Don Reinhart is known beyond Headwaters for his stint as the no-nonsense auctioneer on two seasons of TV’s “Storage Wars Canada”.
The old Reinhart Auctions sign still sits on an empty lot near Highway 10 and Mayfield, the former location of the business. But the two-generation operation now lives in a warehouse on Heart Lake Road under the watchful eye of patriarch Don Reinhart. Known beyond Headwaters for his stint as the no-nonsense auctioneer on two seasons of TV’s “Storage Wars Canada,” Don is best known locally for his eclectic monthly online auctions of consigned pieces. “Good items, no junk,” as he puts it on his website.
Owner: Don Reinhart
How he started: “My dad was an auctioneer. He died in 1964 and I started in January 1965 at 19. Basically it’s all our family has ever done since 1952.”
Trained in: “I’m probably one of the few left in Ontario who are self-taught auctioneers. I never went to an auction school. Street educated, you might call it. At an auction school they try to teach you a chant, they try and teach you filler words [the words you put in-between the bids]. If someone can’t understand you, they won’t bid.”
Best known for: Don’s live farm and farmhouse auctions are rare but well-known throughout Ontario. His primary auction format is online, usually anywhere from 500 to 800 lots per auction. Over the years he’s sold new and antique farm machinery, antique cars, and oddities including an airplane seized by police and even caskets. “You name it. All kinds of stuff.”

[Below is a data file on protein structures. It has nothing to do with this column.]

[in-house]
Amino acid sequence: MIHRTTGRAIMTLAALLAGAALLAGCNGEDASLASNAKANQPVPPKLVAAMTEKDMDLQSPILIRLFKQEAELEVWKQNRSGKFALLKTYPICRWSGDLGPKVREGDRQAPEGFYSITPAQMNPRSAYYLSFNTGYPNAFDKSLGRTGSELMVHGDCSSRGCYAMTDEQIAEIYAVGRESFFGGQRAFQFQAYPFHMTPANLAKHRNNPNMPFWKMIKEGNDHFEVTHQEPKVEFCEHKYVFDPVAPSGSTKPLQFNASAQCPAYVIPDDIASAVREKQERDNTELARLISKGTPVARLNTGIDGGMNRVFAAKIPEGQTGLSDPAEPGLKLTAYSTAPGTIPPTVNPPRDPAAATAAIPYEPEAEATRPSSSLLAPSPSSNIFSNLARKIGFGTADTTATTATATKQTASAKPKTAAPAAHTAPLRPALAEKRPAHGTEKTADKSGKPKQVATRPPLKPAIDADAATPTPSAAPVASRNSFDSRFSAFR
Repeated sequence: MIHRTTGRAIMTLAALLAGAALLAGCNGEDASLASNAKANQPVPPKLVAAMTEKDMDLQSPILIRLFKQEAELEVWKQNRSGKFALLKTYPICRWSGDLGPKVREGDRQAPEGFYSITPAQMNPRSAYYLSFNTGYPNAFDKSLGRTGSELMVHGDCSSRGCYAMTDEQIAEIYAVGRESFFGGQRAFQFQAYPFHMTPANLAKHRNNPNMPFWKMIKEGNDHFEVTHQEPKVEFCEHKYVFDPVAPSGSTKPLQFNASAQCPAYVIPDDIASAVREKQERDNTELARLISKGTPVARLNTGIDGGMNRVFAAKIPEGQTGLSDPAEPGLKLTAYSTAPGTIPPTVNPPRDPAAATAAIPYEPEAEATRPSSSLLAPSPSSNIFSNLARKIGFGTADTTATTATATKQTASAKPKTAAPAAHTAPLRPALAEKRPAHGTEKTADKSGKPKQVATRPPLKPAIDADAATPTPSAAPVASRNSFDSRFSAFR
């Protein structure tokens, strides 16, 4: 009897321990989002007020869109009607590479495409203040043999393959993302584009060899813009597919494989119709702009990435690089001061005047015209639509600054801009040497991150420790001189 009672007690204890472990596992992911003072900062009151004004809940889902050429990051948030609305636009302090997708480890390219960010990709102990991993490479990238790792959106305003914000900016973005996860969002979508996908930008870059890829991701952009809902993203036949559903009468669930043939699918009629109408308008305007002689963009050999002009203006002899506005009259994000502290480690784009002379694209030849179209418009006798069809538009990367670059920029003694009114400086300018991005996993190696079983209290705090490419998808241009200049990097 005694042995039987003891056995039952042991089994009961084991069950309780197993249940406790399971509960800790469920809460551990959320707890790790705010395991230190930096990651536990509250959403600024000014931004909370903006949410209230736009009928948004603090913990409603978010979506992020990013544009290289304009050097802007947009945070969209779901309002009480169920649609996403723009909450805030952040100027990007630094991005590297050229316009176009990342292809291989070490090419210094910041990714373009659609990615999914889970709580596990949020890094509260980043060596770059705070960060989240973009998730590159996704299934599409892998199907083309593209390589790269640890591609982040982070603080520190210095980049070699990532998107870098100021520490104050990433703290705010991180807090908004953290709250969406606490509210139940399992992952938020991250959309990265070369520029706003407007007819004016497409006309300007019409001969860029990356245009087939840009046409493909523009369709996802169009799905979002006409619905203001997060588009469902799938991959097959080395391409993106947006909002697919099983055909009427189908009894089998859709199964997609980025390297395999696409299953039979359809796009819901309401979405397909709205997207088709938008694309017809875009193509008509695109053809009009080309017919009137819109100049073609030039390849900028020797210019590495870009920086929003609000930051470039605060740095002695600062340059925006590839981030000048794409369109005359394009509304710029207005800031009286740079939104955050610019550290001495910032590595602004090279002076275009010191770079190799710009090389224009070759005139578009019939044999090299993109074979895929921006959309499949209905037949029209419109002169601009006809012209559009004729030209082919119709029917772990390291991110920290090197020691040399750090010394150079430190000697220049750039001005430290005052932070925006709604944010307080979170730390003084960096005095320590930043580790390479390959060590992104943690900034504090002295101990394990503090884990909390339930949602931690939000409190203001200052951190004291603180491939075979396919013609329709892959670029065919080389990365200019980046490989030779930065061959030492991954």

Favourite collection: In his auction hall Don has a wide range of toy and model cars, trucks, diggers and excavators. But his real pride are his Pepsi bottles, containers and paraphernalia dating back to the earliest days of Reinhart Auctions. They remind him of the refreshments his mother served when he was a kid.
Pro tips: Research before you buy, he says. Try and get a good look at the item, make sure it’s not damaged and it’s not a reproduction. Then set a goal in terms of your dollar limit and don’t get too carried away. If you say $100, don’t be afraid to go $110 or $120, but not $175.
His new normal: “Things have ticked up a little. We’ve been doing curbside pickup only. There seems to be a lot more interest than there was six months ago. People are actually calling about doing live auctions, but until Mr. (Premier) Ford says we can, we’ll hold off.”